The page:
Physical and Quantitative Biology, CHE/PHY 558

Fall 2016 / MWF 10 – 10:50 AM in Laufer Center 101

Gabor Balazsi, Course PI

Course goals: The central idea of this course is the free energy, the quantitative way we understand thermodynamic forces driving, i.e., the equilibria and transition rates in chemistry, physics and biology. We describe the underpinning components of free energy, the entropy and internal energy. We explore the microscopic interactions - including hydrogen bonding, van der Waals interactions, electrostatics and hydrophobic forces - that explain physical and chemical mechanisms in biology and are the workhorse tools in computational drug discovery. We show how these basic ideas are applied: binding affinities form the basis for drug discovery; coupled binding explains how biological machines convert energy and transduce signals or regulate gene activity; and polymer free energies form the basis for the folding of protein and RNA molecules.

(Click here to open the course webpage of 2015)

(Click here to open the course webpage of 2014)

Please login to get the links to the videos

08/29 Intro. Probability, statistics
[watch video: ] [Slides]
MDF1, 2 Gabor Balazsi
08/31 Entropy and energy as driving forces
[watch video: ] [Slides]
MDF 2, 3 Gabor Balazsi
09/02 Optimization methods
[watch video: ] [Slides]
MDF 4 Gabor Balazsi
09/05 NO CLASS, Labor day
09/07 Max Ent & the Boltzmann principle.
[watch video: ] [Slides]
MDF 5 Gabor Balazsi
09/09 Energies vs. Entropy formulation, thermo states
[watch video: ] [Slides]
MDF 6 Gabor Balazsi
09/12 Free energies, chemical potentials
[watch video: ] [Slides]
MDF 8, 9 Gabor Balazsi
09/14 Microscopic modeling & Boltzmann Law
[watch video: ] [Slides]
MDF 10 Gabor Balazsi
09/16 Equilibrium constants, binding affinities
[watch video: ] [Slides]
MDF 13 Gabor Balazsi
09/19 Liquids, phase equilibria
[watch video: ] [Slides]
MDF 14 Gabor Balazsi
09/21 Solvation, free energies of transfer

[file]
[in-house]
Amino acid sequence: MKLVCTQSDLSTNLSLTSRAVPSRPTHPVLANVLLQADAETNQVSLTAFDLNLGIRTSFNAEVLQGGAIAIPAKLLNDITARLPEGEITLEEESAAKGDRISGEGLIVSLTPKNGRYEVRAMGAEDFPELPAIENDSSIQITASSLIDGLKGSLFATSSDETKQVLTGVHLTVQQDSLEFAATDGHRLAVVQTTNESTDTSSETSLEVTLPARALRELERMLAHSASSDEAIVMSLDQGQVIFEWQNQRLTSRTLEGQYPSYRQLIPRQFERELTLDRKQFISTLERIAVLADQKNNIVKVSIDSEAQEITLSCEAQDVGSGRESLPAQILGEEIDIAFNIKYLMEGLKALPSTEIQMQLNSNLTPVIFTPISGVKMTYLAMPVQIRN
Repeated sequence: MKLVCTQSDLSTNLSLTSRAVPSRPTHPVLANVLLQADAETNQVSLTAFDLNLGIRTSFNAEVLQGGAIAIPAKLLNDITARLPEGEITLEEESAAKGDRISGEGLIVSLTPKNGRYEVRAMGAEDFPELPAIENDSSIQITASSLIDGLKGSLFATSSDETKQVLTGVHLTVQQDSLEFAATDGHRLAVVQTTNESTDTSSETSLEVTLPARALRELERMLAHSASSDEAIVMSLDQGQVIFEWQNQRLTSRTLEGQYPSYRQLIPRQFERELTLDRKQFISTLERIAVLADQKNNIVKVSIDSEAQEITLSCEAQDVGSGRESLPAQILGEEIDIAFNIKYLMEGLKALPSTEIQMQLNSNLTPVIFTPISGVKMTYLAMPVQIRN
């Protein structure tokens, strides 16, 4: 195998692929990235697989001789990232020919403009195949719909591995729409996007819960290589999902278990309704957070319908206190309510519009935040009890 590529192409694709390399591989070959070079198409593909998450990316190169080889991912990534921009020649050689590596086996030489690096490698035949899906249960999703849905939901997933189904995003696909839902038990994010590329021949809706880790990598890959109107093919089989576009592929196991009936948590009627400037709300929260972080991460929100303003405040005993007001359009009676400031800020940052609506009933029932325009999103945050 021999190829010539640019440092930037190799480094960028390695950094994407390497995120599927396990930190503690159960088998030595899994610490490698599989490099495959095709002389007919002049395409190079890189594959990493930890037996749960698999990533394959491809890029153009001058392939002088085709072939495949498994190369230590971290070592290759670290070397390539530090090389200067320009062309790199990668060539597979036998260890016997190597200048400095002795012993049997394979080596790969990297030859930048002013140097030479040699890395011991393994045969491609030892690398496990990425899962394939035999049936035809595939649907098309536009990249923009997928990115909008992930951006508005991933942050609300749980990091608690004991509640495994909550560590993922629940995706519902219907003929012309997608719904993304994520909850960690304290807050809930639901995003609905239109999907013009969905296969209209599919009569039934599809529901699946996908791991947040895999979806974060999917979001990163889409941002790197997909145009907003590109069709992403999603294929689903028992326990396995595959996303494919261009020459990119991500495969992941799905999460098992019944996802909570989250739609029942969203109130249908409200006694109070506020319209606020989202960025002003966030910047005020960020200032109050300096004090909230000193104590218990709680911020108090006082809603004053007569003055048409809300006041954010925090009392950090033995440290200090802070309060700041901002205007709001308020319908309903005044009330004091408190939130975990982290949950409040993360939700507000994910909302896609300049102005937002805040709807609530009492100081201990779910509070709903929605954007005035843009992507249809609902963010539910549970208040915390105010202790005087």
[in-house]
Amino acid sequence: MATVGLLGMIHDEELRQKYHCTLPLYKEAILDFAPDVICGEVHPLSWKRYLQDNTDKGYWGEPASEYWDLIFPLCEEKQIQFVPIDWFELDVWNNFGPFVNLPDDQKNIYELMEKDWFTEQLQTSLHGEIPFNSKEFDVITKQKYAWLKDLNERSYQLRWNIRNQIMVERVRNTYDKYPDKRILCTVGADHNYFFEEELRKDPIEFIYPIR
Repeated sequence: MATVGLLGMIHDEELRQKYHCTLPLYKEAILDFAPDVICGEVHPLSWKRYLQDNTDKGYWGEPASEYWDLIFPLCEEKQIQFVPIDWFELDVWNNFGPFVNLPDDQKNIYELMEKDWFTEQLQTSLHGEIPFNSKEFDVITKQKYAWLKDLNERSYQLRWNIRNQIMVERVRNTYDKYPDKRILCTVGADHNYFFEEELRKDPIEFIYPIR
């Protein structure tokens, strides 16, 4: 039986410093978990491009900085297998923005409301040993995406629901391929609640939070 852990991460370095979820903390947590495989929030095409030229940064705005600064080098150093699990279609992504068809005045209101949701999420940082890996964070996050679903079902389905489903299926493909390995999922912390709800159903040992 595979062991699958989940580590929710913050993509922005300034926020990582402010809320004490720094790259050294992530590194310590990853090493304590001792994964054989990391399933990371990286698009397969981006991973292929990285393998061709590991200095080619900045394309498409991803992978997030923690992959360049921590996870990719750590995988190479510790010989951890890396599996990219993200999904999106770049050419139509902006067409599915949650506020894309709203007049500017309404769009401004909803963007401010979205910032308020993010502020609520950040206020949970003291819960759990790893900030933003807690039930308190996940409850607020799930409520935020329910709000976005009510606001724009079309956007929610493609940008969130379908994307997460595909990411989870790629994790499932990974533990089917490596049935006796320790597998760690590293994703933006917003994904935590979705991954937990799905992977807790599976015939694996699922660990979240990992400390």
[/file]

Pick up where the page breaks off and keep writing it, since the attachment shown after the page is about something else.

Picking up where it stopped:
[watch video: ] [Slides]
MDF 15,16 Gabor Balazsi
09/23 Diffusion, Fick's Law, Physical Dynamics
[watch video: ] [Slides]
MDF 17, 18 Gabor Balazsi

Chemical rates.  Mass-action kinetics
[watch video: ] [Slides]

MDF 19 Gabor Balazsi

Transition states & activation processes
[watch video: ] [Slides]

MDF 19 Gabor Balazsi

Coulomb & electrostatics: how charges interact
[watch video: ] [Slides]

MDF 20 Gabor Balazsi

Electrostatic potentials
[watch video: ] [Slides]

MDF 21 Gabor Balazsi

Electrochemical equilibria, batteries
[watch video: ] [Slides]

MDF 22 Gabor Balazsi

Salts shield charges. Poisson-Boltzmann
[watch video: ] [Slides]

MDF 23 Gabor Balazsi

Intermolecular interactions
[watch video: ] [Slides]

MDF 24 Gabor Balazsi

Adsorption & binding, Michaelis-Menten, catalysis
[watch video: ] [Slides]

MDF 27 Gabor Balazsi

Binding cooperativity
[watch video: ] [Slides]

MDF 28 Gabor Balazsi
10/19 Polymers 1: conformations & random flights
[watch video: ] [Slides]
MDF 33, 34 Helmut Strey
10/21 Polymers 2: polymer solutions, Flory-Huggins
[watch video: ] [Slides]
MDF 32, 33 Helmut Strey

Bio-machine principles
[watch video: ] [Slides]

MDF 29 Jason Wagoner

Water: pure and as a solvent

MDF 30, 31 Emiliano Brini

Protein structures

PP1 Emiliano Brini
10/31 Protein function & mechanisms PP2 James Robertson